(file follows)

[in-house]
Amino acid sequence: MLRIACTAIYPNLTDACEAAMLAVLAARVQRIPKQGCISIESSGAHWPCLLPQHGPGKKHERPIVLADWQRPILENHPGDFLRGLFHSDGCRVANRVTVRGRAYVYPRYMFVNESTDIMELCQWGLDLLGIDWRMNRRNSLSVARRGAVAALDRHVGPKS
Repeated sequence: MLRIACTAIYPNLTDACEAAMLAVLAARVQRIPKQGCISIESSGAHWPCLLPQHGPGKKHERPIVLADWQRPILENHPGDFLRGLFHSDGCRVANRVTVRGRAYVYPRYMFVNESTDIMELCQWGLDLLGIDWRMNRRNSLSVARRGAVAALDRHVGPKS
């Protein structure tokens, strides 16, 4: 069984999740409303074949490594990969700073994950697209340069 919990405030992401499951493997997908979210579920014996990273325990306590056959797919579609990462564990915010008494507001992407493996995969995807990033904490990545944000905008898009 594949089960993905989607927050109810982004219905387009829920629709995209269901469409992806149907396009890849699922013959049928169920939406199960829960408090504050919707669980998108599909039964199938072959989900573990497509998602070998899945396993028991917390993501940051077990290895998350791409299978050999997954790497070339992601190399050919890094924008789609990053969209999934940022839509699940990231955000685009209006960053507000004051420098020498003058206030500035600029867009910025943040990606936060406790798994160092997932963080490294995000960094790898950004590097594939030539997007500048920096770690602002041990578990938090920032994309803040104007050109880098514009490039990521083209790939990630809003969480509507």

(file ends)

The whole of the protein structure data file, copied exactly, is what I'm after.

[in-house]
Amino acid sequence: MLRIACTAIYPNLTDACEAAMLAVLAARVQRIPKQGCISIESSGAHWPCLLPQHGPGKKHERPIVLADWQRPILENHPGDFLRGLFHSDGCRVANRVTVRGRAYVYPRYMFVNESTDIMELCQWGLDLLGIDWRMNRRNSLSVARRGAVAALDRHVGPKS
Repeated sequence: MLRIACTAIYPNLTDACEAAMLAVLAARVQRIPKQGCISIESSGAHWPCLLPQHGPGKKHERPIVLADWQRPILENHPGDFLRGLFHSDGCRVANRVTVRGRAYVYPRYMFVNESTDIMELCQWGLDLLGIDWRMNRRNSLSVARRGAVAALDRHVGPKS
């Protein structure tokens, strides 16, 4: 069984999740409303074949490594990969700073994950697209340069 919990405030992401499951493997997908979210579920014996990273325990306590056959797919579609990462564990915010008494507001992407493996995969995807990033904490990545944000905008898009 594949089960993905989607927050109810982004219905387009829920629709995209269901469409992806149907396009890849699922013959049928169920939406199960829960408090504050919707669980998108599909039964199938072959989900573990497509998602070998899945396993028991917390993501940051077990290895998350791409299978050999997954790497070339992601190399050919890094924008789609990053969209999934940022839509699940990231955000685009209006960053507000004051420098020498003058206030500035600029867009910025943040990606936060406790798994160092997932963080490294995000960094790898950004590097594939030539997007500048920096770690602002041990578990938090920032994309803040104007050109880098514009490039990521083209790939990630809003969480509507």